Taxing taxonomy

Taxonomy provides a way of characterising living things and documenting family relationships

Our planet is teeming with perhaps 100 million species (although estimates vary wildly), but only about 1.5 million have actually been catalogued.

With so many species there has to be a system of classifying them. The most common system of classification was developed by a naturalist called Linnaeus in the 18th century.

1.5 million

The approximate number of species that have actually been catalogued

This system is known as taxonomy and divides organisms into ranks, or ‘taxa’: kingdom, phylum, class, order, family, genus and species. Usually we stick to genus and species when talking about organisms, such as E. coli (gut bacterium) or Homo sapiens (humans).

The Red Admiral butterfly, for example, is known as Vanessa atalanta in taxonomic terms. Its full classification is as follows:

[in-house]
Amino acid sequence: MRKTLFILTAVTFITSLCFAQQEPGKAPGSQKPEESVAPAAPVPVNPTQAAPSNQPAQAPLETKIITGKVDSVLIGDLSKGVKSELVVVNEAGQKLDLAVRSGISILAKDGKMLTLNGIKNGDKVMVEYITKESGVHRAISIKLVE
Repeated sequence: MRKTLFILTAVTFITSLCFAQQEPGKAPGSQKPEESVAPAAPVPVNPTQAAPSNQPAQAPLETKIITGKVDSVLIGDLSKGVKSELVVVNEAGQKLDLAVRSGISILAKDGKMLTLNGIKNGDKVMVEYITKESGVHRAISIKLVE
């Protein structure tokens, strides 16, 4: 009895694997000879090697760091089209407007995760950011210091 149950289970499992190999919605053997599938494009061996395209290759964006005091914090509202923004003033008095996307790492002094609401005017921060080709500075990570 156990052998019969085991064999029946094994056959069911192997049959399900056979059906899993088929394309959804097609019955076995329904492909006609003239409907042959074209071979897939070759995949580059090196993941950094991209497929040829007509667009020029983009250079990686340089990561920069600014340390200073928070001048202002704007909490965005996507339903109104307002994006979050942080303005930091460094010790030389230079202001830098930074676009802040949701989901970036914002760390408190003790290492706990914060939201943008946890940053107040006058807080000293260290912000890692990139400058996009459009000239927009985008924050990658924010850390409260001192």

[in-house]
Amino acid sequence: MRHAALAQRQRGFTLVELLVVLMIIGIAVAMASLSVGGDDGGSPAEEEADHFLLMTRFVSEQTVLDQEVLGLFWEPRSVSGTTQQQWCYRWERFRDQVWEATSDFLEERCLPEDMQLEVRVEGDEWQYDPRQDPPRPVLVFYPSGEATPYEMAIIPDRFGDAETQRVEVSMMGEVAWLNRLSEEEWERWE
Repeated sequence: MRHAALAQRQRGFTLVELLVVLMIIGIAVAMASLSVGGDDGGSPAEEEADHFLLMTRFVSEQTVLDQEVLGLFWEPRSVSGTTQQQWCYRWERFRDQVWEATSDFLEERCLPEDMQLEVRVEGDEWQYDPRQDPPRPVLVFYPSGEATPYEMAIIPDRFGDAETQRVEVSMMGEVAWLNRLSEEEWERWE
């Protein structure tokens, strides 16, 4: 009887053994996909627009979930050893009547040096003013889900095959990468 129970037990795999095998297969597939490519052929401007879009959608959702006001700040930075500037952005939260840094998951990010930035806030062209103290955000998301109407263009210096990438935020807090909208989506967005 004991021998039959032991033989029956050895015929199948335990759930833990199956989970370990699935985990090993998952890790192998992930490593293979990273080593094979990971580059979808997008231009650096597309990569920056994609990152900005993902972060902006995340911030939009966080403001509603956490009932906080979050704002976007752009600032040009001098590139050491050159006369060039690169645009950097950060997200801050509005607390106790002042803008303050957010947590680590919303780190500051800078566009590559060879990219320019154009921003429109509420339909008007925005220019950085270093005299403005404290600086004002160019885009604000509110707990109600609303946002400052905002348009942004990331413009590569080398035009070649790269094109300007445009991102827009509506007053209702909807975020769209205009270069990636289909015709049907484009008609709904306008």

Kingdom: animalia

Phylum: arthropoda

Class: insecta

Order: Lepidoptera

Family: nymphalidae

Genus: Vanessa

Species: atalanta

Over time, biological classifications change owing to to improved techniques and better knowledge about the biology and the evolutionary relationships of different living things. Nowadays, species are often subdivided into different subspecies or strains.

Since physical characteristics are derived from genes, genetic analysis is increasingly used to analyse relationships between organisms.

References

About this resource

This resource was first published in ‘Evolution’ in January 2007 and reviewed and updated in December 2014.

Topics:
Statistics and maths, Ecology and environment
Issue:
Evolution
Education levels:
14–16, 16–19, Continuing professional development